Iowa Writes

RON SANDVIK
from "Cold Chicken"


I lay under a blanket on the sofa, awash in the flickering blue light of the television. It was 3 A.M. and the station the set was tuned into had changed from interesting crime documentaries with reenactments and interviews to manic infomercial bombardments. For people like me, occasional tourists in the world of sleeplessness this sense of petty adventure was the payoff. "So this is what people are watching at this hour of the night, Ah-Ha." My wife and children lay in their beds upstairs, exhausted from a long day of burning brush at my parent's acreage. We had chainsawed trees, downed in a recent thunderstorm, into manageable chunks and toted the debris onto a sprawling brush pile to be torched next winter. We worked as a family until our muscles ached and I was tired beyond the ability to sleep. Maybe the big hook of this infomercial was that it featured chicken so prominently.

Ron Popeil, the Salesman of the Century, the man who brought this nation products like the Dial-O-Matic, the Veg-O-Matic, the Mince-O-Matic, the Chop-O-Matic, The Smokeless Ashtray, the CleanAire Machine, Mr. Microphone, the Trimcomb, the Miracle Brush, the Hula Hoe, GLH (instant spray hair), and the Pocket Fisherman was comfortable working the rotisserie beat. The household legend would look at his co-host and then the audience with the kindness of a pastor at a children's sermon and sing out the catchword of rotisserie living: Just set it and forget it!

I lay under a blanket on the sofa, awash in the flickering blue light of the television. It was 3 A.M. and the station the set was tuned into had changed from interesting crime documentaries with reenactments and interviews to manic infomercial bombardments. For people like me, occasional tourists in the world of sleeplessness this sense of petty adventure was the payoff. "So this is what people are watching at this hour of the night, Ah-Ha." My wife and children lay in their beds upstairs, exhausted from a long day of burning brush at my parent's acreage. We had chainsawed trees, downed in a recent thunderstorm, into manageable chunks and toted the debris onto a sprawling brush pile to be torched next winter. We worked as a family until our muscles ached and I was tired beyond the ability to sleep. Maybe the big hook of this infomercial was that it featured chicken so prominently.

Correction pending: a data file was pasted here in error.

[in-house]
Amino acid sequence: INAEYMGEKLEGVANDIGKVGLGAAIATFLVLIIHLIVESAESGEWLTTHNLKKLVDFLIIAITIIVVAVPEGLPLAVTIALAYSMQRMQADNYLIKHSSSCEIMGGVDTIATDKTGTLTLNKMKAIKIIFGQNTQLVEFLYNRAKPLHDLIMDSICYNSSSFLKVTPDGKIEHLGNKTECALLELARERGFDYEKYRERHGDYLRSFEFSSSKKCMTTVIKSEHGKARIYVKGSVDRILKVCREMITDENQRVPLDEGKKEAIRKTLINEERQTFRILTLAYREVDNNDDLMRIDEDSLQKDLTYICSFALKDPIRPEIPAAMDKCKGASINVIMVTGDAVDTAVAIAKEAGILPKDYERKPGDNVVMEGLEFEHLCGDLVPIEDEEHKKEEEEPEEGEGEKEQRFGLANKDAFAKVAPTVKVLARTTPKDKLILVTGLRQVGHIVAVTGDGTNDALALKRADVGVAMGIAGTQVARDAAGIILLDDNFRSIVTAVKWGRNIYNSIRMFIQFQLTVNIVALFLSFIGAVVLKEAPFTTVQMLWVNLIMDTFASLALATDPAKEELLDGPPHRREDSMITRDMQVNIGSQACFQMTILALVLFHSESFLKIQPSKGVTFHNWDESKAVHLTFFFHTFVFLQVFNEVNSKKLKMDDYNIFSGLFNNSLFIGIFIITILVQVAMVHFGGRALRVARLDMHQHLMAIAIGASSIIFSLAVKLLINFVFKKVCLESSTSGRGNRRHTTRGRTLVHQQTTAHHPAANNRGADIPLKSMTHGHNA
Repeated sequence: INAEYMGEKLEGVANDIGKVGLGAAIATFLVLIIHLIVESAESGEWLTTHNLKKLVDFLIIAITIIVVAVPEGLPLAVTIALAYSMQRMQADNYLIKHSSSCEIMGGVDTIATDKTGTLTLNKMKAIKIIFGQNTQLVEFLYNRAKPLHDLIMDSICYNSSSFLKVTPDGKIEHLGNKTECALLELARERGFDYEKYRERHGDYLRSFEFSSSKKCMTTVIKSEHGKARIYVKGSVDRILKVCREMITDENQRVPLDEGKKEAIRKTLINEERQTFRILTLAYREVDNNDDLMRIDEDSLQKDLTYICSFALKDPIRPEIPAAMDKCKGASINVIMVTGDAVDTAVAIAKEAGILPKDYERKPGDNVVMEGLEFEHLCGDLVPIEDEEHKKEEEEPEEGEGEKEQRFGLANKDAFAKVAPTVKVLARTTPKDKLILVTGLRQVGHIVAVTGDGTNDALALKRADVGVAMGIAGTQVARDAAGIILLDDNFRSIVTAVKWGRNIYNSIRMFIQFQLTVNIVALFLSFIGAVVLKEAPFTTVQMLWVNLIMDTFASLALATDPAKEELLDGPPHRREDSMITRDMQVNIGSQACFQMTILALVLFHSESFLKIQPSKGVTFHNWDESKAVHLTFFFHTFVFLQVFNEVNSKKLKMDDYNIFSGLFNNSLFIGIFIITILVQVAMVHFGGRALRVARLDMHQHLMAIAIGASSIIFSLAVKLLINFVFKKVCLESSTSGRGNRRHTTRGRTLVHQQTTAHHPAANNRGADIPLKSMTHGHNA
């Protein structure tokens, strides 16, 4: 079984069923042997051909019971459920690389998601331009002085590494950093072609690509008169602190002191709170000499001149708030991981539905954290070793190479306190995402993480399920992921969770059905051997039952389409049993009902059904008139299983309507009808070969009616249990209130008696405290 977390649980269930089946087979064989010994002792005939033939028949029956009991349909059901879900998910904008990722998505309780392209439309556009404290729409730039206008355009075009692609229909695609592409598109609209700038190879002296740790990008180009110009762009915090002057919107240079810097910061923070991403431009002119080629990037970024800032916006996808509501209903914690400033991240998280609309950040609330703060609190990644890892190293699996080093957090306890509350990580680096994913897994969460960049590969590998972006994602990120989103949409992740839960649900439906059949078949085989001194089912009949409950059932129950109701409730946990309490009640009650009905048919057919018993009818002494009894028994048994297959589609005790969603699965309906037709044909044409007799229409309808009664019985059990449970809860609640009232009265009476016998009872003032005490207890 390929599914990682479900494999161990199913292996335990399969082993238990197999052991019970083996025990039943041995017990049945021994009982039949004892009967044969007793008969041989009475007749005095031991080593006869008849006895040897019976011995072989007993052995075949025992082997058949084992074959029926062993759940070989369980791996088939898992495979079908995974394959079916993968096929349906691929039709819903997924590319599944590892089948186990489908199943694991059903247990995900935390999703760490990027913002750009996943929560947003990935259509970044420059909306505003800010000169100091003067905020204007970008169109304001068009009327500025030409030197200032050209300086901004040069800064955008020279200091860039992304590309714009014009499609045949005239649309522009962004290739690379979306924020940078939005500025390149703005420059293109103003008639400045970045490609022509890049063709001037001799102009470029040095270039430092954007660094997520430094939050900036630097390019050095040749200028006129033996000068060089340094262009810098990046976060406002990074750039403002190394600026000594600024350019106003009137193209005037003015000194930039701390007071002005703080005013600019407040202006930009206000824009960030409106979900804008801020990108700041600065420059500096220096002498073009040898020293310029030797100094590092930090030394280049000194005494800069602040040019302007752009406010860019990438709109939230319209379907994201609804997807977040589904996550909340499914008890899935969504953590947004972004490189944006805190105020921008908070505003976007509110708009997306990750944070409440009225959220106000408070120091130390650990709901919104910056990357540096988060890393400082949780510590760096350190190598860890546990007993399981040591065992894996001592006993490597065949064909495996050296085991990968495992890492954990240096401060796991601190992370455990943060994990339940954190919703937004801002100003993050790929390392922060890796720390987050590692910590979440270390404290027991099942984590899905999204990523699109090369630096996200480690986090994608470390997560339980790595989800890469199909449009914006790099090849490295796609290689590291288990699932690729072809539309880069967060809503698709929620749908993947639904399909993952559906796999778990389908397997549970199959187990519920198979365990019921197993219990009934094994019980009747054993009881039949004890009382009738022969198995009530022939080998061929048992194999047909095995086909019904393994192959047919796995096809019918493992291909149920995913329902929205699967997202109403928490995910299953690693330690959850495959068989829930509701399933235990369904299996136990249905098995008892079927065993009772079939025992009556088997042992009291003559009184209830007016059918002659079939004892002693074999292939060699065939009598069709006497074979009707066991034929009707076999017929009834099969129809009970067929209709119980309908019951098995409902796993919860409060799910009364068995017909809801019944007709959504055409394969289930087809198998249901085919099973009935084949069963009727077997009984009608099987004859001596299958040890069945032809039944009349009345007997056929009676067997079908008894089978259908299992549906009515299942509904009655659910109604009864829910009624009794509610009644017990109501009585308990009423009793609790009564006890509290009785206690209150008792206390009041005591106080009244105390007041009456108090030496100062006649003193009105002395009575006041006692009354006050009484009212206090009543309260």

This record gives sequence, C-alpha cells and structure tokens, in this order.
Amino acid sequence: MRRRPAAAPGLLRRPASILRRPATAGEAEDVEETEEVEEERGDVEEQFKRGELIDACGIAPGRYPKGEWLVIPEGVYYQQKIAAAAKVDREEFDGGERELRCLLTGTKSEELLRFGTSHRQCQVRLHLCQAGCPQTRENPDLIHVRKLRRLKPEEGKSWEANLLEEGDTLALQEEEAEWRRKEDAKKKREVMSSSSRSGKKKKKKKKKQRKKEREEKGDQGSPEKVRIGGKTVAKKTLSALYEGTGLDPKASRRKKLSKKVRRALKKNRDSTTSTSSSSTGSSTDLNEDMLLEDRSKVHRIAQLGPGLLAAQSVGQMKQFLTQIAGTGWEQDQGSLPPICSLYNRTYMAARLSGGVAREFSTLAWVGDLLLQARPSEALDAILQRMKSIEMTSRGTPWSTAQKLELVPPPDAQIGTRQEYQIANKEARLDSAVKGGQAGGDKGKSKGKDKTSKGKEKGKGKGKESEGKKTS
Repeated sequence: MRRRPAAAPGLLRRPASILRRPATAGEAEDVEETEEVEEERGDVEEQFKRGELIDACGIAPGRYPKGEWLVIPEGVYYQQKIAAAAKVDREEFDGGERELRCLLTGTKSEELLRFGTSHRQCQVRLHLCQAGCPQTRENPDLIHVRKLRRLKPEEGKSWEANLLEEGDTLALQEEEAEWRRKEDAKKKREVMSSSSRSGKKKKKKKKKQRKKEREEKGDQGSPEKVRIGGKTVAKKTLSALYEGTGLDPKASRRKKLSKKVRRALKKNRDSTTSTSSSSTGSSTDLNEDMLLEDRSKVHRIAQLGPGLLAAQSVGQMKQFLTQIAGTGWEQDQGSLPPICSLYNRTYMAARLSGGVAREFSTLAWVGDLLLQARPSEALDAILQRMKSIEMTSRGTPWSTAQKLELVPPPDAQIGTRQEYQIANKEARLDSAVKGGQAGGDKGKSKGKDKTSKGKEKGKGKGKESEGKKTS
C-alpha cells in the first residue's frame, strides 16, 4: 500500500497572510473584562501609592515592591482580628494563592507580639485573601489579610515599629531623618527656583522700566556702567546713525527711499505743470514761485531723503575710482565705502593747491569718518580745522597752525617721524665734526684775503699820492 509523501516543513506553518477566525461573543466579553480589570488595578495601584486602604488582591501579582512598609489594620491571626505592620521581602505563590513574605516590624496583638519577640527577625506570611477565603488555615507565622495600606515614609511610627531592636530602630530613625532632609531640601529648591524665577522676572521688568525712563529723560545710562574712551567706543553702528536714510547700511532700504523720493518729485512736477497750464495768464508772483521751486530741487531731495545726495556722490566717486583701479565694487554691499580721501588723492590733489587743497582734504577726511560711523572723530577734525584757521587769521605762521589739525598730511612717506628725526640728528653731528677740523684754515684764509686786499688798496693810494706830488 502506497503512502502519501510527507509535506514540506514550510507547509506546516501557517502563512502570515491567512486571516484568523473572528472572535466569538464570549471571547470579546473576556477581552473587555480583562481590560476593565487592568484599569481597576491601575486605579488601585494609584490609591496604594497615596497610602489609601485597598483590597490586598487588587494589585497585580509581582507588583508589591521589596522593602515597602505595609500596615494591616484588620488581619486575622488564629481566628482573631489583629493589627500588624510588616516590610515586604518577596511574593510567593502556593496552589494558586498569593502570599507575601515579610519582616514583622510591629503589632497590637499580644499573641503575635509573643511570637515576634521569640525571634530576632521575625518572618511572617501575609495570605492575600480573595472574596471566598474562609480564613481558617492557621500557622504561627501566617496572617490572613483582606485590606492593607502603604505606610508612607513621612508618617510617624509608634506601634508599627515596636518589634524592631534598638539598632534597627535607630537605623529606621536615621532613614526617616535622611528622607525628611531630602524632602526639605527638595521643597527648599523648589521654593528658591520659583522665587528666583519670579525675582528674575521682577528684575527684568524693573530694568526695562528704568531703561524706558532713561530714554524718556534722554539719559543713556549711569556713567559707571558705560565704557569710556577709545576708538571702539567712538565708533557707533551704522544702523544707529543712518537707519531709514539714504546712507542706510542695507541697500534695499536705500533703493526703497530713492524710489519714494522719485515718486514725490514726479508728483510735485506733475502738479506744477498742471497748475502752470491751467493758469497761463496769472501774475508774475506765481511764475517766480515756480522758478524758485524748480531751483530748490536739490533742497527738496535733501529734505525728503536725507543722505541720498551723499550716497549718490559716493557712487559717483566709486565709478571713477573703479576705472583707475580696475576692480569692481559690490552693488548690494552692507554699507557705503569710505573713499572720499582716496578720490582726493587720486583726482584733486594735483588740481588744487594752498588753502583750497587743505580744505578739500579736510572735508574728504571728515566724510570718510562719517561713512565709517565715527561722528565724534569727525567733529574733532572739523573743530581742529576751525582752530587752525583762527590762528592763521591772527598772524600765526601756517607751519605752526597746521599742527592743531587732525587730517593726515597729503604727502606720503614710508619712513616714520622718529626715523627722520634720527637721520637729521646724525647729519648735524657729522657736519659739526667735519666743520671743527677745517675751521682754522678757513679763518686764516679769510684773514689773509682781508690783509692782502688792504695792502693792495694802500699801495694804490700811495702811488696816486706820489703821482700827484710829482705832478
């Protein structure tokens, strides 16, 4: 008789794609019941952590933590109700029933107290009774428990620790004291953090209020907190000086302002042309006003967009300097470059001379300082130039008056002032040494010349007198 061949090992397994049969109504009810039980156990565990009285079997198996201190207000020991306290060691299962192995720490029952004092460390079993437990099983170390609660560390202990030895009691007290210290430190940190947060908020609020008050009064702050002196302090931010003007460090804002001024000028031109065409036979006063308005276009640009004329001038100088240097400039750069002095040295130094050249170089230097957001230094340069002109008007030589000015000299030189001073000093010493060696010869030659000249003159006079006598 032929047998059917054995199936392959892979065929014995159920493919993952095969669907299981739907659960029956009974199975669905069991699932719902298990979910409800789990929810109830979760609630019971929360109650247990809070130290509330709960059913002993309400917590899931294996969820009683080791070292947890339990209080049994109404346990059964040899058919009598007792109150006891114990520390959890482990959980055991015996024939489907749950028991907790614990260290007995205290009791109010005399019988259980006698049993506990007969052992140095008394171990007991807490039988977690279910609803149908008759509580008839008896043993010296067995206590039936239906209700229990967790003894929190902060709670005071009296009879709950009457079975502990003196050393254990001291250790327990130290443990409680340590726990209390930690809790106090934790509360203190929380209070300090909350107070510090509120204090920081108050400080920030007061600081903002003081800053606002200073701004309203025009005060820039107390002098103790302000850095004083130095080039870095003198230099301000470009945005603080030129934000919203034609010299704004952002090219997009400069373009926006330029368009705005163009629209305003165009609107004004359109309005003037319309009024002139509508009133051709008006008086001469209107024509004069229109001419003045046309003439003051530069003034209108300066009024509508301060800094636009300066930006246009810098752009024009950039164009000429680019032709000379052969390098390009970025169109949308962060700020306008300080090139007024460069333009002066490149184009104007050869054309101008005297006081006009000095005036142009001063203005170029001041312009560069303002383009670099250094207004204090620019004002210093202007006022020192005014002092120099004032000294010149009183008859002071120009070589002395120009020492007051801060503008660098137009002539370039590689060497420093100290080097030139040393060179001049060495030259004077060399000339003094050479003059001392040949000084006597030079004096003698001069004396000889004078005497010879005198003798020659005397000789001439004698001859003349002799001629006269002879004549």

Ron Popeil, the Salesman of the Century, the man who brought this nation products like the Dial-O-Matic, the Veg-O-Matic, the Mince-O-Matic, the Chop-O-Matic, The Smokeless Ashtray, the CleanAire Machine, Mr. Microphone, the Trimcomb, the Miracle Brush, the Hula Hoe, GLH (instant spray hair), and the Pocket Fisherman was comfortable working the rotisserie beat. The household legend would look at his co-host and then the audience with the kindness of a pastor at a children's sermon and sing out the catchword of rotisserie living: Just set it and forget it!

Advantages, economies, and new ideas were piled one atop another in a steady rhetorical drumbeat while my optic nerve loaded the beautiful people, their words, and all that they promised into my brain. These sirens of convenience sang from, cooked in, and pitched from a large, homey, well-appointed kitchen. It was a sanctuary, an altar, to domestic harmony. However, something was wrong. I know a lot more about my local television programming and the Showtime Rotisserie than I do about my community, county, or the planet.

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About Iowa Writes

Since 2006, Iowa Writes has featured the work of Iowa-identified writers (whether they have Iowa roots or live here now) and work published by Iowa journals and publishers on The Daily Palette. Iowa Writes features poetry, fiction, or nonfiction twice a week on the Palette.

In November of 2008, the United Nations Educational, Scientific and Cultural Organization (UNESCO) designated Iowa City, Iowa, the world's third City of Literature, making the community part of the UNESCO Creative Cities Network.

Iowa City has joined Edinburgh, Scotland and Melbourne, Australia as UNESCO Cities of Literature.

Find out more about submitting by contacting iowa-writes@uiowa.edu


RON SANDVIK

Ron Sandvik was born and raised in Cedar Falls. He believes one of the great powers of Iowa, of the prairie, is how it continually seduces its residents through the gestural force and delicate shadings of each season.

"Cold Chicken" can be found in Notes From The Flyover (NAR Press, 2006), a festschrift celebrating the life and work of University of Northern Iowa Professor Emerita Barbara Lounsberry. Dr. Lounsberry is a noted educator, writer, and scholar. One of her many interests is Midwestern life. Notes From The Flyover is available from North American Review Press.

Contact The North American Review Press

This page was first displayed
on May 12, 2007

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